We’re not famous anymore

Before the Manchester derby the other week, Alex Ferguson’s usual mindgames began when he told Manchester City they were a small club, with a small mentality. However hard he tried to write off the derbies significance, he couldn’t help getting caught up in it all. His celebration after their winner, which came SIX MINUTES (only at Old Trafford!) into injury time showed just how much the victory actually meant to him.

However, he still maintains that the Liverpool game is a much bigger fixture and Paul Scholes agrees. Not only does Paul Scholes agree, but he goes one better by telling City’s fans that lowly League One club, Leeds United (that’s us!) are also a bigger rival.

“City probably aren’t the closest of rivals, but in terms of geography, if you like they are close rivals and it’s a game you want to win

“But Leeds away was just pure hatred towards us, but we always did well when we went there and we thrived on it. Liverpool is the same. We have done quite well there, although we have lost a couple of times, which is no surprise because it’s a hard place to go.”

Seems Man U’s fans agree too. Reading the comments below the post on The Republik Of Mancunia blog shows just how much they really miss us. We’ll be back soon enough, don’t worry!

Ken Bates forgets if he owns us or not

Finally someone else is asking the question that the fans have been asking for years. After a story in The Guardian revealed that Ken Bates “accidentally” lied to a court when claiming he was co-owner of Leeds United the Football League may be forced to investigate the clubs ownership under the fit and proper person rule.

Bates had previously claimed he co-owned the club, but has now changed his mind and decided he actually doesn’t. Maybe his age is catching up with him? Either way, it could cause a lot of complications for Leeds United if the Football League are forced to investigate.

The mystery surrounding the ownership of Leeds United has deepened after the club’s chairman, Ken Bates, admitted that he had made “an error” when he said in January that he jointly owned the club.

Bates had previously informed a court in Jersey that he and his long-term financial adviser, Patrick Murrin, each held one “management share” in Forward Sports Fund, the Cayman Islands-registered company which owns Leeds.

Yet in an affidavit sworn for the same court in May, Bates stated that in fact he does not have any shares in Forward at all. His previous statement, that he had been the joint owner, was “not correct,” he said, and “an error on my part”.

Coming in the wake of the controversy surrounding Notts County’s own mysterious ownership, the revelation that Leeds, one of the Football League’s biggest clubs, have unnamed offshore owners, will now prompt pressure on the Football League to investigate.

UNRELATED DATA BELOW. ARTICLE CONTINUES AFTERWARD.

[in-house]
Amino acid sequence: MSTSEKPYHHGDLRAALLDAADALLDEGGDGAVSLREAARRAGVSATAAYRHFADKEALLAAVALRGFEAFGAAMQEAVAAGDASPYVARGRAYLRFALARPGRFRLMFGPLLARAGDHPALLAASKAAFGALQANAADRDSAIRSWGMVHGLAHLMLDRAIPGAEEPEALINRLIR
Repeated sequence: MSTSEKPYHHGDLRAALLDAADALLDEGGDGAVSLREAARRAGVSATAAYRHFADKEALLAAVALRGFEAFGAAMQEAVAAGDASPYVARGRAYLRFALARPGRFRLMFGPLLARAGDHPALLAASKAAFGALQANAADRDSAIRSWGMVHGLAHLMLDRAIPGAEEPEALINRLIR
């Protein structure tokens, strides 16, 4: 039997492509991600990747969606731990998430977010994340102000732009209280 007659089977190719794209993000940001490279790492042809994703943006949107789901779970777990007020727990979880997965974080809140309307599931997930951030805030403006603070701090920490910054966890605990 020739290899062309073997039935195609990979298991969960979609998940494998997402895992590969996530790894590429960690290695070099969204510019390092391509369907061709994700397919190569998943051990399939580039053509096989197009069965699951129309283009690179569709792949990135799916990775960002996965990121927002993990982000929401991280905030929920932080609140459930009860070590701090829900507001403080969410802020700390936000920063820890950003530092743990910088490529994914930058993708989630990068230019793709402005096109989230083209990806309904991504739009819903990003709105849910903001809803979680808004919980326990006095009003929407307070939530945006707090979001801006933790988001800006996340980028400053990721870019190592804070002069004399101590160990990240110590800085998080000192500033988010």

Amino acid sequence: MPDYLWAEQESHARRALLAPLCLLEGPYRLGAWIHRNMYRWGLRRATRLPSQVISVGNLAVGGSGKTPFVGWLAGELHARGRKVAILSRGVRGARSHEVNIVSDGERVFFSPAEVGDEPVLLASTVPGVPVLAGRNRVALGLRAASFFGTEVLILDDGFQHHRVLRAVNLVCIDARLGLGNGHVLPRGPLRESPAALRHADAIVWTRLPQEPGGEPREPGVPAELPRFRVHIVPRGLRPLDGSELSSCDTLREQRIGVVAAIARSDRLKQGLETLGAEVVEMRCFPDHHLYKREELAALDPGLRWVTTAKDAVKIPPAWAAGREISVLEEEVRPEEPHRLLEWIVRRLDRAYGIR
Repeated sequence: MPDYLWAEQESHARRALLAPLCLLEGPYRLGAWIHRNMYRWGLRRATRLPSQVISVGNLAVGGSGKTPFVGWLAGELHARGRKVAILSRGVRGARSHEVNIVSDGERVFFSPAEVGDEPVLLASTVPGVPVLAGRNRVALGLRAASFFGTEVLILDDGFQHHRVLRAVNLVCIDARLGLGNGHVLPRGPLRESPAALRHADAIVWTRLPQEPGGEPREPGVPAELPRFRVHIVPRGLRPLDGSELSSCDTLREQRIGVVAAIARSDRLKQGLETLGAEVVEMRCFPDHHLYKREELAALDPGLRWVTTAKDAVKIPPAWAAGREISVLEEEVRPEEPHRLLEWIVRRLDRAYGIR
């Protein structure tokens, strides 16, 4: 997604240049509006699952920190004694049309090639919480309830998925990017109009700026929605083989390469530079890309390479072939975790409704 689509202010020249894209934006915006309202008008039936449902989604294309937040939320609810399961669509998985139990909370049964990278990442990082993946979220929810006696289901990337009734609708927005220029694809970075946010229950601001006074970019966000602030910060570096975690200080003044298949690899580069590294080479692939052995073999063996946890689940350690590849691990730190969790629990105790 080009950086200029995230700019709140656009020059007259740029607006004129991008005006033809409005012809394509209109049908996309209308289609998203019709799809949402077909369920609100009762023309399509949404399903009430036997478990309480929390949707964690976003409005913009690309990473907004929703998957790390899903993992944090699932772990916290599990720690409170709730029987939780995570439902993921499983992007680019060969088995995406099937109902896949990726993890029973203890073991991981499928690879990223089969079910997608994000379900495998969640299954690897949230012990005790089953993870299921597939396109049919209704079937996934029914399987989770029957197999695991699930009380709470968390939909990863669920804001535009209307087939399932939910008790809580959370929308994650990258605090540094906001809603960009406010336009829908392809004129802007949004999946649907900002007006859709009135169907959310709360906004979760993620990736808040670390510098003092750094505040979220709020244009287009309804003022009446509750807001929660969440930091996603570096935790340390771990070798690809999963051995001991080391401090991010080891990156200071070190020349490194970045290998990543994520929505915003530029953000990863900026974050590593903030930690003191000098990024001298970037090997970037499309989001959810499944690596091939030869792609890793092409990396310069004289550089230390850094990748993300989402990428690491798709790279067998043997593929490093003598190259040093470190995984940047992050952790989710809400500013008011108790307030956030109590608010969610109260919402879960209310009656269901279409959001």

The affidavit, sworn in a legal action Leeds are bringing against a Jersey-based company, Admatch, for money Bates says the club is owed, attached a letter from the director of Château Fiduciaire, financial administrators of Forward, based in Geneva. The letter said there are 10,000 “participating shares” in Forward, and the owners will not be revealed because Château Fiduciaire protects its clients’ anonymity unless ordered by a court to disclose them.

Bates, in his affidavit, said: “Neither I, Mark Taylor [his solicitor and a Leeds director] or Shaun Harvey [Leeds’ chief executive] are able to confirm who the ultimate beneficial owners of Forward are.”

According to the League’s regulations, club directors, anybody owning 30% or more of its shares, or anybody “who exercises or is able to exercise direct or indirect control over the affairs of a club” must declare themselves to the League and be passed as a “fit and proper person”.

As Bates had previously said he and Murrin owned “management shares” in Forward, and Taylor said they were the only shares, it seems logical to conclude that Bates and Murrin were submitted as Leeds’ joint 50% owners.

Neither the club, Taylor or Bates responded to the Guardian’s questions about who was submitted to the League as the club’s owners, nor how Bates could have made his “error” about whether he owned the football club.

The League does not disclose who have been named as the owners of a club for the purpose of the fit-and-proper-person test, claiming that it cannot do so under the Data Protection Act. But the fact that the owners of Leeds United are now revealed as holders of 10,000 shares in a Cayman Islands company, whose administrators will not disclose their identities without a court order, does beg the question about whether they have ever been passed as fit and proper.

That raises the possibility that Forward’s takeovers of Leeds, with Bates as the chairman, in 2005 then in 2007 when Forward bought the club from administrators, may never have been properly ratified by the League.

Not sure how to take this news. I’m intrigued and somewhat concerned about how owns the club, but do we really need all the turmoil this will inevitably create right now?


Elsehwere, former player and manager, Gary McAllister has failed to agree terms to take over at Fratton Park. Tom Lees has extended his loan at Accrington Stanley and injury worries begin to set in as Leigh Bromby and Robert Snodgrass were taken off injured last night.